A Bridge between Spring and the Equinox Extension Registry
Have you ever asked yourself who to inject spring beans via Spring Dynamic Modules into views, editors or other things you have registered as extensions with your Eclipse-based app? If so, this SpringExtensionFactory is for you.
If allows you to use Spring Dynamic Modules together with the Extension Registry of Eclipse in an easy way.
Download the pre-build plugin and add it to your target platform.
Defining the Extension
Instead of telling the extension the real class of your view or editor, use
Defining a view extension for a typical RCP app then looks like:
With the ":myview" at the end of the class attributes value you can define which Spring bean to use for this extension.
Defining the Spring Bean
The "real" view implementation can then be defined within the Spring context of this bundle:
Its important to use the scope="prototype" to let Spring create a new object every time a new extension is created. Otherwise Spring would always return a singleton bean, which can cause a lot of trouble within your RCP app.
Now you can do with this Spring bean whatever Spring allows you to do with beans. You can inject dependencies via setter methods or constructors, etc.
Different ways to identify your bean from within the extension definition
The notation ":myview" at the end of the extensions class attribute is the preferred way of identifying the bean. But there might be situations where this seems to be duplicated information inside the extension definition. For example: views in RCP apps typically already have an id attribute as part of their extension ("org.eclipse.example.mailview" in the example above) Every extension itself can have an id attribute as well.
Therefore the Spring Extension Registry uses a three-step model to find out which bean it should use:
- First the ":beanid" that is written at the end of the class attribute.
- The id of the containing extension definition (the view element in the example)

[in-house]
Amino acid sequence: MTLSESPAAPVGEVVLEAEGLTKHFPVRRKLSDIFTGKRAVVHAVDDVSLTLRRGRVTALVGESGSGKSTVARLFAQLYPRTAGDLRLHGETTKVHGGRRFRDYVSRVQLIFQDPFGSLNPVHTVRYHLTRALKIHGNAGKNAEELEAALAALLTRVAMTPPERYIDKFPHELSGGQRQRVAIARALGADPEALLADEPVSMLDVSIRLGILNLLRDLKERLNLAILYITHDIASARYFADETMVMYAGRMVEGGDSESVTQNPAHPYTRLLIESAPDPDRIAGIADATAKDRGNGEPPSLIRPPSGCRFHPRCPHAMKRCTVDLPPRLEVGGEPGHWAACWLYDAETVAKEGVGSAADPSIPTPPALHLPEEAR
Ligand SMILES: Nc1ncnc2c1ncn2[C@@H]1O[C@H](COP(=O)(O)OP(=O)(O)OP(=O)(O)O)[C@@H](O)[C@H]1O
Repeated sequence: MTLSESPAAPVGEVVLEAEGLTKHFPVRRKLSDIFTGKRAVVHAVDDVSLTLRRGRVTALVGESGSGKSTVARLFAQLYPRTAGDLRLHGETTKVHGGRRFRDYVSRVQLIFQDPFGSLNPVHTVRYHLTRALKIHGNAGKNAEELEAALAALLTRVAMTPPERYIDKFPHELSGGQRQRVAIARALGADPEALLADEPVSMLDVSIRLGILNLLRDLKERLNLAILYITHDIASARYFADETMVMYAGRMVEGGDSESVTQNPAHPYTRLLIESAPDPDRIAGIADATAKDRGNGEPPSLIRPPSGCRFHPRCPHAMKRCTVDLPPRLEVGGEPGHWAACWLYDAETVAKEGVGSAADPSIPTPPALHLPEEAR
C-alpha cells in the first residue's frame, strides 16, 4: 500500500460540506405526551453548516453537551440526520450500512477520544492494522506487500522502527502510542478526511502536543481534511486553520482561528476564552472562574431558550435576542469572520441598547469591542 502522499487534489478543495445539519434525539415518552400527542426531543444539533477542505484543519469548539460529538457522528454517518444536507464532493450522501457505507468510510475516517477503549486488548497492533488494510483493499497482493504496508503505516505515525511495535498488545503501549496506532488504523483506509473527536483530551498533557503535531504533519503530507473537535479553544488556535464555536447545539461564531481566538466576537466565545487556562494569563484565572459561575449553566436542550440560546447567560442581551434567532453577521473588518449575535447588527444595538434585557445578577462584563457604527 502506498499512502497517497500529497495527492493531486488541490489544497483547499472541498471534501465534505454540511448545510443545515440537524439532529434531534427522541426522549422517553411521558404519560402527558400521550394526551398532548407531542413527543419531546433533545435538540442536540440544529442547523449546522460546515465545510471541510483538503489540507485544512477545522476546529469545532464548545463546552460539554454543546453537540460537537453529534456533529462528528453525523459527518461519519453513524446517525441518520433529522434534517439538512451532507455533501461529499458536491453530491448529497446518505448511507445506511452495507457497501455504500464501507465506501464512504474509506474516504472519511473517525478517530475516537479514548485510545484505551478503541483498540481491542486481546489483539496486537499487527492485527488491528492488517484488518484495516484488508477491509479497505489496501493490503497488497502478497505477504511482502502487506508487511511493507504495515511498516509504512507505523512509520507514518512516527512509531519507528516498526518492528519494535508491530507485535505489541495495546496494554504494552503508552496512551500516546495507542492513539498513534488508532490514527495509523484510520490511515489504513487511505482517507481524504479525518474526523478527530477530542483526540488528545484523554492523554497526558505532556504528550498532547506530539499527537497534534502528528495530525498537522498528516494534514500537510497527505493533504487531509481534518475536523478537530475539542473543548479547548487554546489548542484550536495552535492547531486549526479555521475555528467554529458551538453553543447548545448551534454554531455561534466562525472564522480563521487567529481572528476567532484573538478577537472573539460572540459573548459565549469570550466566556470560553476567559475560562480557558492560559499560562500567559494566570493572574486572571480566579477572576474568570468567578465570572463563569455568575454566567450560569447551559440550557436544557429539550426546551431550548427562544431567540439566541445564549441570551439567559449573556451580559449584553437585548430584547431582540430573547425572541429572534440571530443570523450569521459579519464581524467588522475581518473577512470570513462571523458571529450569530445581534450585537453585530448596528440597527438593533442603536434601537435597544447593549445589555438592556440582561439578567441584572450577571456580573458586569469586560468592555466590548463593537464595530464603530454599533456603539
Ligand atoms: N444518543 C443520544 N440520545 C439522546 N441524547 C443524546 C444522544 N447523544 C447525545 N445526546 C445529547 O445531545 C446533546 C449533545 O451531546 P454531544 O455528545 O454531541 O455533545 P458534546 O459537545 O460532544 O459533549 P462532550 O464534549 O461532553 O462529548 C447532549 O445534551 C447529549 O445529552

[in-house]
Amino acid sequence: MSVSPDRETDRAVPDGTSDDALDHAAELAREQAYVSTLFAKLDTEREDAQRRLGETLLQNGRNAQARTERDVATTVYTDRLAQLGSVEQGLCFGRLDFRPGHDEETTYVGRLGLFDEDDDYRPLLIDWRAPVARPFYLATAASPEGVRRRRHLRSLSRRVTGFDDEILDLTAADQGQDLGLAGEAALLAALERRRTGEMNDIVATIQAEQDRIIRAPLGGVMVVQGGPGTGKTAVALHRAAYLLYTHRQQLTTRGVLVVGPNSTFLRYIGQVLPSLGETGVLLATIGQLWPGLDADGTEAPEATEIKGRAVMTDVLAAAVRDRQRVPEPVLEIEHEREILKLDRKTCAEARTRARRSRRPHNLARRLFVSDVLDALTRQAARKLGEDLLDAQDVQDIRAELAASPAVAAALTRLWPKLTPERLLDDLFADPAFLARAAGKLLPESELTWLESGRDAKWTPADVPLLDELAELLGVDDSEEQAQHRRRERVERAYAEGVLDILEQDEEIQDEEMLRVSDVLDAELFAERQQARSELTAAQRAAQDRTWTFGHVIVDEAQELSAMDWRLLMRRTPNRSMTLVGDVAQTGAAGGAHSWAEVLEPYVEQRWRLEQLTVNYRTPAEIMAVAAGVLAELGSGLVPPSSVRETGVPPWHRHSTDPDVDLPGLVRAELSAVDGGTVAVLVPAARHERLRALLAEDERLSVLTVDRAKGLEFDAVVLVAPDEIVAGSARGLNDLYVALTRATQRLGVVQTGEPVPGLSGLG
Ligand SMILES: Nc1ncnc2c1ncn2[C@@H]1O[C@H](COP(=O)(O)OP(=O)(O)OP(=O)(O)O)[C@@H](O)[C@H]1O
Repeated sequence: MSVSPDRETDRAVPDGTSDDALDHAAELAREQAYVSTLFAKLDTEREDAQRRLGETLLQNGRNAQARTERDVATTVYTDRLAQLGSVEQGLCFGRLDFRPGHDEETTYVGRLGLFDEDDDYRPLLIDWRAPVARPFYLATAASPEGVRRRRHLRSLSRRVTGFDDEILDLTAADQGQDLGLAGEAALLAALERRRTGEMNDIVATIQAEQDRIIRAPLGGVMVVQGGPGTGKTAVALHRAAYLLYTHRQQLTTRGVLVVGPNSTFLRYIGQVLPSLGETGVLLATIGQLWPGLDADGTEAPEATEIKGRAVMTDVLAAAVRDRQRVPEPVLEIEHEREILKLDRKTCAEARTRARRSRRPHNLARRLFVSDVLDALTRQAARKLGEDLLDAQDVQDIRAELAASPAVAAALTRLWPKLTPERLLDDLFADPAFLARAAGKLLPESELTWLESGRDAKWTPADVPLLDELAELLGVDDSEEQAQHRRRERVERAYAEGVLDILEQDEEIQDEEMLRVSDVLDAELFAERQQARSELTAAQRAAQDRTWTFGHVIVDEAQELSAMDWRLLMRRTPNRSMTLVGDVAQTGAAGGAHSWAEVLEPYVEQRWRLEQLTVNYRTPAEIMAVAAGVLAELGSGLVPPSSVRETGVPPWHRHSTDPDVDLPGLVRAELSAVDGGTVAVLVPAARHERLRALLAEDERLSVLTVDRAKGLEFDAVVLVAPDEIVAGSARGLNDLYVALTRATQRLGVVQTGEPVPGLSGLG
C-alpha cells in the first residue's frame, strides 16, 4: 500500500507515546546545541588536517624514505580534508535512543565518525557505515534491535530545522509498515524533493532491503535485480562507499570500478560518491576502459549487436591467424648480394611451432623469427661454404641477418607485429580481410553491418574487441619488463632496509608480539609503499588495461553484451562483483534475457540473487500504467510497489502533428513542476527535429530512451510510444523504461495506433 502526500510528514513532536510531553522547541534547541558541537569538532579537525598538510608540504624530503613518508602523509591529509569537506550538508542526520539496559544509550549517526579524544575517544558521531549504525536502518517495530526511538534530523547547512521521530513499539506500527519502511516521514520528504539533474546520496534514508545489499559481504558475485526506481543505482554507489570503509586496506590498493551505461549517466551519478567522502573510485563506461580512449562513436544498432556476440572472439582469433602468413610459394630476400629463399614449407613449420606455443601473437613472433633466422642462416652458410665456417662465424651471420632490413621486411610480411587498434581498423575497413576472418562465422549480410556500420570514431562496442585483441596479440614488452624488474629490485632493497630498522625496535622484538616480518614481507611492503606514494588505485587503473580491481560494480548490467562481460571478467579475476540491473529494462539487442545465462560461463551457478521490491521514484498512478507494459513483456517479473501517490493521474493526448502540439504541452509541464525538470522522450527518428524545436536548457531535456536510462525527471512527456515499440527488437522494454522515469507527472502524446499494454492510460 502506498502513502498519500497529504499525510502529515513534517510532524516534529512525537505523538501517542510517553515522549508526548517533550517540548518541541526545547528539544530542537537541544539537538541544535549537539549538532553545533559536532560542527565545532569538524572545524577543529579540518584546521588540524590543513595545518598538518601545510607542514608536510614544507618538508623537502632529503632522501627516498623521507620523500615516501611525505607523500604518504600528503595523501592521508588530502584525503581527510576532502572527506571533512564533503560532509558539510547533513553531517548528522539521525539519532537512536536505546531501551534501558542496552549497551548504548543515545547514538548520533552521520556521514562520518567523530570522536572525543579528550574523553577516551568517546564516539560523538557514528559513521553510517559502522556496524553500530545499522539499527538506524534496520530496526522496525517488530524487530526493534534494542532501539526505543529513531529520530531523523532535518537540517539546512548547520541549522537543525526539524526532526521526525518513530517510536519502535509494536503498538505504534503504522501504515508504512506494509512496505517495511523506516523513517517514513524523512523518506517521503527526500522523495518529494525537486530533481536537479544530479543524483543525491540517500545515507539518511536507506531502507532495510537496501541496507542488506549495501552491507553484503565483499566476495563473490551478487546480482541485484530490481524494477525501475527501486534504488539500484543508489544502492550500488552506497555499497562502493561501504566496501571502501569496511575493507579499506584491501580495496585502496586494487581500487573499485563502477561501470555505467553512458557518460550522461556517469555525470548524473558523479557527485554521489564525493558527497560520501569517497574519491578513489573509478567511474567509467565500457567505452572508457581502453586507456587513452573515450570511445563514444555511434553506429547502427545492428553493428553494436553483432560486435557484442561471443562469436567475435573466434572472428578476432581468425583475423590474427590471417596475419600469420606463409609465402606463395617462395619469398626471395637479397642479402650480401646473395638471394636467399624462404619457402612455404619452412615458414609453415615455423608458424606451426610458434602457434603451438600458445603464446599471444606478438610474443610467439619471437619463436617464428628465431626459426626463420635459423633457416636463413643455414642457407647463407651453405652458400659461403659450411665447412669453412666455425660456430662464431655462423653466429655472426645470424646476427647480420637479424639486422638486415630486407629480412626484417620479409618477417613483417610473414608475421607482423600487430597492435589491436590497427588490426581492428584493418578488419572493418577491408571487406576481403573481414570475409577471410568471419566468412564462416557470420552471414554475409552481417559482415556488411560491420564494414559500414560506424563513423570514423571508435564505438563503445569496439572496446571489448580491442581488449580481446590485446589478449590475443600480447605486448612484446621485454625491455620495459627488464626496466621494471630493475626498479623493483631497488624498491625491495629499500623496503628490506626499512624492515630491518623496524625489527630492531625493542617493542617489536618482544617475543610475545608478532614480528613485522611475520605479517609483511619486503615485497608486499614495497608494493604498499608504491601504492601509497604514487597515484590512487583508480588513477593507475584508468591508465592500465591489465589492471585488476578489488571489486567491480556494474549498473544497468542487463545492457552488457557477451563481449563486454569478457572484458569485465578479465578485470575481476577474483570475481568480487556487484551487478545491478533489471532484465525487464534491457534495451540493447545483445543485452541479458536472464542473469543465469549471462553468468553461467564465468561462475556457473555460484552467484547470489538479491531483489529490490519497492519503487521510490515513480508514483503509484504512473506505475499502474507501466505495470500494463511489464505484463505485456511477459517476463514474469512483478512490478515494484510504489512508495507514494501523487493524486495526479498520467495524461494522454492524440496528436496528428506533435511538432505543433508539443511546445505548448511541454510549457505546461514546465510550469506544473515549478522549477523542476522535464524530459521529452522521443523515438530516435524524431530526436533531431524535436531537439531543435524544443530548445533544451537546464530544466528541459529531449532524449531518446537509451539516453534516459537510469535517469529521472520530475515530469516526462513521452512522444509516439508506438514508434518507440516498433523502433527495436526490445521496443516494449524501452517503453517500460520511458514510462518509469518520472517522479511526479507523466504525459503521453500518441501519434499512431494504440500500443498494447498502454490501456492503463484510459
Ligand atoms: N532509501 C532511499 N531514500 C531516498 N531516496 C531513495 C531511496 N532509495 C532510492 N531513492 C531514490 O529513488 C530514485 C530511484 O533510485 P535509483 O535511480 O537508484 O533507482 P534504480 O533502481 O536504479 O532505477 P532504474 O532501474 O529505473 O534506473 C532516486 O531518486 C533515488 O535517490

- At last the id of the extension definition itself.
This allows you to avoid duplication of ids. Nevertheless I would always vote for the first point, since this is the most explicit one.
Spring context creation
Sometimes the bundle that contains is not yet active when the extension should be created. Therefore the spring context for this bundle hasn't been created at that point. The good thing is that you don't have to take care of this yourself. The spring extension factory will automatically start the bundle (which triggers the spring dm osgi extender to create the context). But this happens asynchronously and the extension creation has to wait for this to finish. To avoid system hangs if something goes wrong, the spring extension factory uses a timeout for this. The default value for this is 5 seconds. In any case your spring context needs more time to come up (for whatever reason) you can define the timeout value with this property:
The value is in milliseconds, so this would set the timeout up to 20sec.
This work is made available under EPL (Eclipse Public License)
Copyright (c) 2008-2010 Martin Lippert and others. All rights reserved. This program and the accompanying materials are made available under the terms of the Eclipse Public License v1.0 which accompanies this distribution, and is available at http://www.eclipse.org/legal/epl-v10.html